Block of Early POm Spiking by Cortical Inhibition via Photostimulation
To test the contribution of cortical input to whisker-evoked spike responses in POm, we inactivated S1 barrel cortex reversibly by cortical inactivation via photostimulation of channelrhodopsin-2-expressing VGAT inhibitory interneurons (Zhao et al. 2011). In cortical inactivation experiments, we recorded only from neurons with clear early whisker-evoked spike responses. Inactivation of BC robustly abolished whisker-evoked POm spiking (mean response probability reduction of 99 ± 1%; n = 6) (Fig. 2A,C,E). In contrast, inhibition of cortex had comparatively little and variable effect on the whisker-evoked spiking of ventroposteriomedial (VPM) neurons (average response probability increase of 2 ± 24%; n = 5) (Fig. 2B,D,E). This lack of a strong effect on VPM is consistent with the lack of driving cortical L5B input to VPM (Veinante, Lavallee, et al. 2000); the remaining modest effects of cortical inactivation may be due to the block of cortical L6 inputs, which modulate VPM whisker responses in a dynamic and complex fashion (Mease et al. 2014). In combination, these results confirm the earlier report (Diamond et al. 1992) that cortical inputs are necessary for whisker-evoked spikes in POm, but not in VPM.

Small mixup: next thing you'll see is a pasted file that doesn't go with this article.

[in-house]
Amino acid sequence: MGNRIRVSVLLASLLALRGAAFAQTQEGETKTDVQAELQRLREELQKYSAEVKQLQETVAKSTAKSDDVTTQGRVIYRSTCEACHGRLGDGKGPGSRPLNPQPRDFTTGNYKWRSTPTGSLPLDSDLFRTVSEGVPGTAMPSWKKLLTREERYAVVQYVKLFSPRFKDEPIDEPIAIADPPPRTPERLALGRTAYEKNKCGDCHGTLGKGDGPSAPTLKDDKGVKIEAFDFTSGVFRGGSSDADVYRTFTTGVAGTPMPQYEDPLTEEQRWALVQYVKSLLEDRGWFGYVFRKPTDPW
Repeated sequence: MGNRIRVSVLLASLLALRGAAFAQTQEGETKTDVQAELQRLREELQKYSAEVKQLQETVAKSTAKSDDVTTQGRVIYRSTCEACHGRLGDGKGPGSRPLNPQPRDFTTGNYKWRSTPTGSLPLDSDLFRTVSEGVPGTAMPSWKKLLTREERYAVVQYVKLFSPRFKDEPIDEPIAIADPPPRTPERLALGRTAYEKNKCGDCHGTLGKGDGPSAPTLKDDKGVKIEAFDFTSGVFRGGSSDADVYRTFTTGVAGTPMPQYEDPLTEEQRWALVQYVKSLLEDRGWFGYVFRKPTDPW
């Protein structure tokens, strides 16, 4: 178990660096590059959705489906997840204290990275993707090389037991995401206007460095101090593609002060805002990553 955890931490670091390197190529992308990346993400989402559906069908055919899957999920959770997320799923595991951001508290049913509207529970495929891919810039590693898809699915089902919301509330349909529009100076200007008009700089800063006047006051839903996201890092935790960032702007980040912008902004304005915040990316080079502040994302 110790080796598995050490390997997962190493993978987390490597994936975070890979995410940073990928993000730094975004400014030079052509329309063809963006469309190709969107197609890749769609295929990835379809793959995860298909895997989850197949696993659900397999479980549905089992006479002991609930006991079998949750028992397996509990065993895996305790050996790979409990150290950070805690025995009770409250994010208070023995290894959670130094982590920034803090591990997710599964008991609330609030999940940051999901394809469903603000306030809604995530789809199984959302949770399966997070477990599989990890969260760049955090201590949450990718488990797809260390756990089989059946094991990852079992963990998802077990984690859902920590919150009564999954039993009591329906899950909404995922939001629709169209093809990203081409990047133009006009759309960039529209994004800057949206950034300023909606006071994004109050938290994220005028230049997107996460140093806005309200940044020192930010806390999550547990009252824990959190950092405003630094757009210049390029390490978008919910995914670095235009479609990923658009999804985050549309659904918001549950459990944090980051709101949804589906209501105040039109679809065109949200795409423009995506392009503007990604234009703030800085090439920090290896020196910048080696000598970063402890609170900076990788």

Whole-Cell POm Recordings In Vivo Show 3 Categories of Subthreshold Whisker Responses
To investigate the subthreshold origin of the different POm spiking patterns in response to whisker stimulation, we recorded from POm neurons in whole-cell configuration (n = 30) while deflecting whiskers. Figure 3 shows 2 example whole-cell recordings at different time resolutions. POm membrane potentials were not riddled with IPSPs as previously described for POm neurons that receive input from SpVi and ZI (Lavallee et al. 2005). As the neurons from which we recorded receive their driving input from L5B and do not show tonic and large IPSP patterns, it is possible that nonconvergence POm neurons in general do not receive this ZI input.